Team Services | TFS 2017
By using Code Search you can:
Search across all of your projects: Search in your own codebase and your partner teams' codebases. Use cross-project searches over all the code in your Team Services or TFS instance to search across your organization's entire codebase. Narrow your search by using project, repository, path, file name, and other filter operators. Use wildcards to widen your search and Boolean operators to fine-tune it.
Find specific types of code: Use code type filters to search for specific kinds of code such as definitions, references, functions, comments, strings, namespaces, and more. You can use Code Search to narrow down your results to exact code type matches. Navigate quickly to a method definition to understand its implementation simply by applying the definition filter, or scope the search to references in order to view calls and maximize code reuse.
Easily drill down or widen your search: When you find an item of interest, simply place the cursor on it and use the shortcut menu to quickly search for that text across all your projects and files. Easily trace how your code works by using the shortcut menu to search for related items such as definitions and references - directly from inside a file.
After you install Code Search, you'll see the search textbox in the Team Services or Team Foundation Server (TFS) title bar.
Only users with Basic access can use Code Search.
Notice that, when you are in a project, you can use the selector to switch between searching for code and searching for work items.
For more details about searching for work items, see Work Item Search.
If you don't see the selector in the Search box, open the Manage extensions page and check that Code Search is installed.
From anywhere in Team Services or TFS, make sure the search text box in the title bar contains Search code, enter a search string in the textbox, and press Enter (or choose the icon) to start your search. Or you can assemble more complex search strings using the operators and functions listed in the handy drop-down list.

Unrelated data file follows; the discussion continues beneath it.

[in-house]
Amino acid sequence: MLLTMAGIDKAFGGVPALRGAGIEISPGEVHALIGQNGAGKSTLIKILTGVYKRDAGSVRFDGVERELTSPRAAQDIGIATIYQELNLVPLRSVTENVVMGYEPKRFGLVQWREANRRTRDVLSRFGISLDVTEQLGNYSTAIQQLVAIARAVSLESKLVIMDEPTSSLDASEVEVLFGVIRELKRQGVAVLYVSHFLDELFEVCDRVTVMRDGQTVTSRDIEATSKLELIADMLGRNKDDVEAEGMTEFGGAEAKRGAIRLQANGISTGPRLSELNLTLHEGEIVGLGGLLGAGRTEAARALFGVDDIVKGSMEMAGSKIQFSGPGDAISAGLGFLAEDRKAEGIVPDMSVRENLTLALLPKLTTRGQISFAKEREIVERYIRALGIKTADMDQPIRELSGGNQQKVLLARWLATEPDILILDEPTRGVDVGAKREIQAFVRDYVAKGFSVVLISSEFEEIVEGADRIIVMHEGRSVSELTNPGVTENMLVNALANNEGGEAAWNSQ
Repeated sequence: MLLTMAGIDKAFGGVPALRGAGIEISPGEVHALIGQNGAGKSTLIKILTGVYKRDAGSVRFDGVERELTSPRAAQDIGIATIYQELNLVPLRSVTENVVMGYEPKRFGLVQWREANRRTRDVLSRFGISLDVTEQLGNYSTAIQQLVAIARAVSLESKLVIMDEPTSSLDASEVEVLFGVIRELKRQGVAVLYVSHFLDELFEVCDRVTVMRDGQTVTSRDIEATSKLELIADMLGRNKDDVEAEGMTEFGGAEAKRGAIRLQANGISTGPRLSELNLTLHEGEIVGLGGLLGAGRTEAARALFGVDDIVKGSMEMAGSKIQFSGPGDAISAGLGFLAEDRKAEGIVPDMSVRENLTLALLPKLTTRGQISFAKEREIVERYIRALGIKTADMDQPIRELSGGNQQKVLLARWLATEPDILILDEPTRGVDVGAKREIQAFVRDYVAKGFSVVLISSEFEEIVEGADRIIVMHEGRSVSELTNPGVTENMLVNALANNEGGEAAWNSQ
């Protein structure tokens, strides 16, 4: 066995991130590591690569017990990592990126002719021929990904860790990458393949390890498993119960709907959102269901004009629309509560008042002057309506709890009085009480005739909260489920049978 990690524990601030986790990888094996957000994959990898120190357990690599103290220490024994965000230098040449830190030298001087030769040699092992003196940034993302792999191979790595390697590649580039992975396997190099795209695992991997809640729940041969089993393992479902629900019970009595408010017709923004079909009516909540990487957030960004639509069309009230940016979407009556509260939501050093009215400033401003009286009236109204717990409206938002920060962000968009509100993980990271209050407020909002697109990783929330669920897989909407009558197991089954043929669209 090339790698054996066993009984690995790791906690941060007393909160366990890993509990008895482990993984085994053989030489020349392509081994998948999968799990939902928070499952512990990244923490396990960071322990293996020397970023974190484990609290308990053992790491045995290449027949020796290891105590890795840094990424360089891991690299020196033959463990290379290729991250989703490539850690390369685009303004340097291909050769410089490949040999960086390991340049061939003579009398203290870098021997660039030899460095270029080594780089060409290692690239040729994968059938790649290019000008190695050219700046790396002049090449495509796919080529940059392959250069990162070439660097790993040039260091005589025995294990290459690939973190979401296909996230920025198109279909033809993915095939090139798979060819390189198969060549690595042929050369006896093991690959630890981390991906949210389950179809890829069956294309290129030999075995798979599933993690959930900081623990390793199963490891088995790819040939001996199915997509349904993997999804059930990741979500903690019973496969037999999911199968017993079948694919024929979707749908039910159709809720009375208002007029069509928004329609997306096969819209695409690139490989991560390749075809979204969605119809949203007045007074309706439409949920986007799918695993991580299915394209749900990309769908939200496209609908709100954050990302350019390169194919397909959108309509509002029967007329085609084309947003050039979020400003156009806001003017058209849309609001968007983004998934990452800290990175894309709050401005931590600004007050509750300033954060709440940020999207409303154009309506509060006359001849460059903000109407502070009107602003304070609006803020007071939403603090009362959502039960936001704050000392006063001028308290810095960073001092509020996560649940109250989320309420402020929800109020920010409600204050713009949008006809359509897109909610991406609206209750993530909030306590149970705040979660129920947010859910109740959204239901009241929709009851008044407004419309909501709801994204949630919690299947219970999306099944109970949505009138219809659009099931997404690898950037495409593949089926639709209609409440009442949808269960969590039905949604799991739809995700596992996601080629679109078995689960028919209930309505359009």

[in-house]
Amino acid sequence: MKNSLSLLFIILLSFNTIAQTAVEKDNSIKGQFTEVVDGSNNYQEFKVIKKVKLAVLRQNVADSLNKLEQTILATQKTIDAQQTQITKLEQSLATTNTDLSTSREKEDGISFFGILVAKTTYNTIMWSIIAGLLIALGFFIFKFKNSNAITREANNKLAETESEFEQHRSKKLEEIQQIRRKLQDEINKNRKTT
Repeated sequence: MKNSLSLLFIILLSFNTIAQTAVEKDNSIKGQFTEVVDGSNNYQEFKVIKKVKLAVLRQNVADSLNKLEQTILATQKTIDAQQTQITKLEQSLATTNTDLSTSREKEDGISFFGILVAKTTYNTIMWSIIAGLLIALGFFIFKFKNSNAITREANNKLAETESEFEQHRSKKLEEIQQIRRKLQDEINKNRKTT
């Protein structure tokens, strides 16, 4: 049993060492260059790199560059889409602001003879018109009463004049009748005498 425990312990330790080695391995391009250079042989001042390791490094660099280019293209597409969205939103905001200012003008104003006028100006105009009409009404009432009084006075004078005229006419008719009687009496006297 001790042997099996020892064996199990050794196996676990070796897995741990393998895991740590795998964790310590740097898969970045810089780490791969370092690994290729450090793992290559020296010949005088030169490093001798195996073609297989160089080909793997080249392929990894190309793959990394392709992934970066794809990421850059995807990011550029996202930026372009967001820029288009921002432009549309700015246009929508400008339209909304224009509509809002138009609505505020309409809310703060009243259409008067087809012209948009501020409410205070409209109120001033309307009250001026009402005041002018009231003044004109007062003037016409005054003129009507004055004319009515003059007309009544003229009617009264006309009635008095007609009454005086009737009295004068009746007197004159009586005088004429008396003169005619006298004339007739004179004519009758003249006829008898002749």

Select the filter function or code type you want to include in your search string from the list, and type the criteria value. For example:
You can find all instances of "ToDo" comments in your code simply by selecting
You can search in specific locations, such as within a particular path, by using a search string such as
You can search for files by name, such as
Driver file:GreenCabs.cs, or just by file extension. For example, the search string
error ext:resxcould be useful when you want to review all error strings in your code. But even if your plain text search string (without specific file type functions) matches part of a filename, the file appears in the list of found files.
You can combine two or more words by using Boolean operators; for example,
validate OR release.
You can find an exact match to a set of words by enclosing your search terms in double-quotes. For example,
"Client not found".
You can use the code type search functions with files written in C#, C, C++, Java, and Visual Basic.NET.
See also full details of the search syntax.
After this, you can use the textbox in the search results page to enter simple search strings, or to select functions and enter the filter criteria.
Open the search results in a new browser tab from either search box by pressing Ctrl + Enter or by holding Ctrl and clicking the icon. In Google Chrome, press Ctrl + Shift + Enter to switch the focus to the new browser tab.
Use the rich search results page
One of the major advantages of Code Search is the fact that it displays the full contents of the files for each result. This makes it easier for you to scan each match within a result file in the context of the containing file and the code that surrounds it.
The results page shows, in the left column, the number of hits in each project and repository. The selected projects and any selected Git repositories are always at the top of these lists. Notice how the hit counts are provided for projects and repositories that were not selected.
The second column in the previous screenshot shows the list of matching documents; by default it shows the first 50 but there is a Show more link at the end of the list to display more. In the center column, you see:
- The project, repository, and file name delimited with ">" characters
- The total number of matches in this file
- The full path and name of this file
The right column of the results page shows the matching file with all the hits highlighted. Scroll through the highlighted matches in all the matching files using the up and down arrow icons located near the top right of the page, or F8 and Shift+F8 on your keyboard.
Choose the filename link at the top of this column to open the file in a new Code Explorer window.
- Choose your search scope
- Advanced Code Search options
- Rich Code Search results
- Set up and administration